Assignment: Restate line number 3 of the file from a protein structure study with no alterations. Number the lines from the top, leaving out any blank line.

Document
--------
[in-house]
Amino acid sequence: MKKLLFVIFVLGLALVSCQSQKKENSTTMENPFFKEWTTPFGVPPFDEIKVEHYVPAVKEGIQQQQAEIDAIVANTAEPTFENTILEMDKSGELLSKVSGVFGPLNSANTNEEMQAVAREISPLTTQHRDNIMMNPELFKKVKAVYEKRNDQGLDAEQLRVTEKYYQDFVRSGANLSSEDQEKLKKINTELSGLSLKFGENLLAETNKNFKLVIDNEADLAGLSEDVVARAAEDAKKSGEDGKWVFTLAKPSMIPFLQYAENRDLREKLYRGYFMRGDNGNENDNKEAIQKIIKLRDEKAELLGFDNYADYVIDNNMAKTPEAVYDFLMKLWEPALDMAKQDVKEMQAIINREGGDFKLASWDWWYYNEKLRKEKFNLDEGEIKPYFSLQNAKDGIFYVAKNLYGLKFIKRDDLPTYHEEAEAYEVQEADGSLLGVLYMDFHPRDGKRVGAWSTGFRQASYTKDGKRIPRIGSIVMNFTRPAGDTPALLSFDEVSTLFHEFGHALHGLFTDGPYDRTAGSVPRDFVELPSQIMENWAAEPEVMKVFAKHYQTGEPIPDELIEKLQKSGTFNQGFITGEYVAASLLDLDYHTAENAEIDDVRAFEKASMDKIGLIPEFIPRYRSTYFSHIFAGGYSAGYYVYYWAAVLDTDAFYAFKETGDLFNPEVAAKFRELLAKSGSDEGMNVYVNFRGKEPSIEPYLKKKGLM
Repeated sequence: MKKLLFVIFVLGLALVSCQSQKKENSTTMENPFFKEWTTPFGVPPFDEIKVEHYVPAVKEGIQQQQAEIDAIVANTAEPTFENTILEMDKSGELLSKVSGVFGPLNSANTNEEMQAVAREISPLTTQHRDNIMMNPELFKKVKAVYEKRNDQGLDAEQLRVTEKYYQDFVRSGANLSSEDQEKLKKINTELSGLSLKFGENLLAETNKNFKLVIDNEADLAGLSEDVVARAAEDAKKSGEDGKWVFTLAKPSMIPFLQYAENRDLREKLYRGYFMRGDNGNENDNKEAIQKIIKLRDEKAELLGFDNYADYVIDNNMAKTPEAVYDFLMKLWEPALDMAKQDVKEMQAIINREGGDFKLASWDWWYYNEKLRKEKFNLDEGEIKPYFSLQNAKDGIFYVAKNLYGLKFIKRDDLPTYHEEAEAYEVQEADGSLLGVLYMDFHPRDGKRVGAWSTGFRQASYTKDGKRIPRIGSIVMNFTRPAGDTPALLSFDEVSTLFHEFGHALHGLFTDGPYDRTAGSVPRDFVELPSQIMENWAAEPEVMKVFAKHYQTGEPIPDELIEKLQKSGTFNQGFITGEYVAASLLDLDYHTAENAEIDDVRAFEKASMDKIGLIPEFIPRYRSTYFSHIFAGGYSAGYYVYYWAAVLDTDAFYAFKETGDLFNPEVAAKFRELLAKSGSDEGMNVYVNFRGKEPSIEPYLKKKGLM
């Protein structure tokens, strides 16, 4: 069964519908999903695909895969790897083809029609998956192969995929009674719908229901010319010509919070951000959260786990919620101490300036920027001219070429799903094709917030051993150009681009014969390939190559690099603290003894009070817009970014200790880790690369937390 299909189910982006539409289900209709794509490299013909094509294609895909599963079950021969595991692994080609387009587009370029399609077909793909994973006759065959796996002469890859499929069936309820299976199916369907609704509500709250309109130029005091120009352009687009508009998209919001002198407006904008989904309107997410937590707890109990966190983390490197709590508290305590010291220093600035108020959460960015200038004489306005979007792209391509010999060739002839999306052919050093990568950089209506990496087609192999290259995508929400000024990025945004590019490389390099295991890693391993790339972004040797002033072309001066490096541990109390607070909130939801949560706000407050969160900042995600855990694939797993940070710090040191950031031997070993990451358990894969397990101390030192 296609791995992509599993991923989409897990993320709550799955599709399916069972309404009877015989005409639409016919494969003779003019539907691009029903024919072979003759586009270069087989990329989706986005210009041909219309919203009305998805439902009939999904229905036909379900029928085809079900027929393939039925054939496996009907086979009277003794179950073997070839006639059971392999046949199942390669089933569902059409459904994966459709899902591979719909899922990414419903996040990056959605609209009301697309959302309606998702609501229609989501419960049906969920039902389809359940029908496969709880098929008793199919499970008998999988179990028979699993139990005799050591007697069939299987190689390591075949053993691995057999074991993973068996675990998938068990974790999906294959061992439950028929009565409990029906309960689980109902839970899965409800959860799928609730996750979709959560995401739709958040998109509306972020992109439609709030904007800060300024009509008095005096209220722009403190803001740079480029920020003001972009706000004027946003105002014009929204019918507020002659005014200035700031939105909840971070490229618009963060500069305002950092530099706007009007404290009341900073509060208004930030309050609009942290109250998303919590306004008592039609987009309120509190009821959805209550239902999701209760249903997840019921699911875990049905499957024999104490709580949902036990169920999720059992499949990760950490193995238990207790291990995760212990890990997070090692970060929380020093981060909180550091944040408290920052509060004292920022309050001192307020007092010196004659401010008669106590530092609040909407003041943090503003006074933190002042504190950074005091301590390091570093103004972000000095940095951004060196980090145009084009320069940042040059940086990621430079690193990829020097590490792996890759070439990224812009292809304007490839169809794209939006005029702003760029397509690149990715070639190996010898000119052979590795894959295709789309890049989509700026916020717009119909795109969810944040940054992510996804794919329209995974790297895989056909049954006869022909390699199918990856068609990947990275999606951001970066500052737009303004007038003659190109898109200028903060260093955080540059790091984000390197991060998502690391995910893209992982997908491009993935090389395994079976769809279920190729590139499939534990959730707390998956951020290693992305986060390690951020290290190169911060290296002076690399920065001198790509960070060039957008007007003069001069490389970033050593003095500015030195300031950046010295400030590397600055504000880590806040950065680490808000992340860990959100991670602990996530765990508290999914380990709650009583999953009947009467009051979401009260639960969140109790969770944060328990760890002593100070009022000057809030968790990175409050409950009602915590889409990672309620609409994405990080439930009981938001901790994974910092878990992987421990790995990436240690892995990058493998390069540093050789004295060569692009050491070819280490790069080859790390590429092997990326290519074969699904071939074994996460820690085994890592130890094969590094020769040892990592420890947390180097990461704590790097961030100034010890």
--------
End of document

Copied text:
Repeated sequence: MKKLLFVIFVLGLALVSCQSQKKENSTTMENPFFKEWTTPFGVPPFDEIKVEHYVPAVKEGIQQQQAEIDAIVANTAEPTFENTILEMDKSGELLSKVSGVFGPLNSANTNEEMQAVAREISPLTTQHRDNIMMNPELFKKVKAVYEKRNDQGLDAEQLRVTEKYYQDFVRSGANLSSEDQEKLKKINTELSGLSLKFGENLLAETNKNFKLVIDNEADLAGLSEDVVARAAEDAKKSGEDGKWVFTLAKPSMIPFLQYAENRDLREKLYRGYFMRGDNGNENDNKEAIQKIIKLRDEKAELLGFDNYADYVIDNNMAKTPEAVYDFLMKLWEPALDMAKQDVKEMQAIINREGGDFKLASWDWWYYNEKLRKEKFNLDEGEIKPYFSLQNAKDGIFYVAKNLYGLKFIKRDDLPTYHEEAEAYEVQEADGSLLGVLYMDFHPRDGKRVGAWSTGFRQASYTKDGKRIPRIGSIVMNFTRPAGDTPALLSFDEVSTLFHEFGHALHGLFTDGPYDRTAGSVPRDFVELPSQIMENWAAEPEVMKVFAKHYQTGEPIPDELIEKLQKSGTFNQGFITGEYVAASLLDLDYHTAENAEIDDVRAFEKASMDKIGLIPEFIPRYRSTYFSHIFAGGYSAGYYVYYWAAVLDTDAFYAFKETGDLFNPEVAAKFRELLAKSGSDEGMNVYVNFRGKEPSIEPYLKKKGLM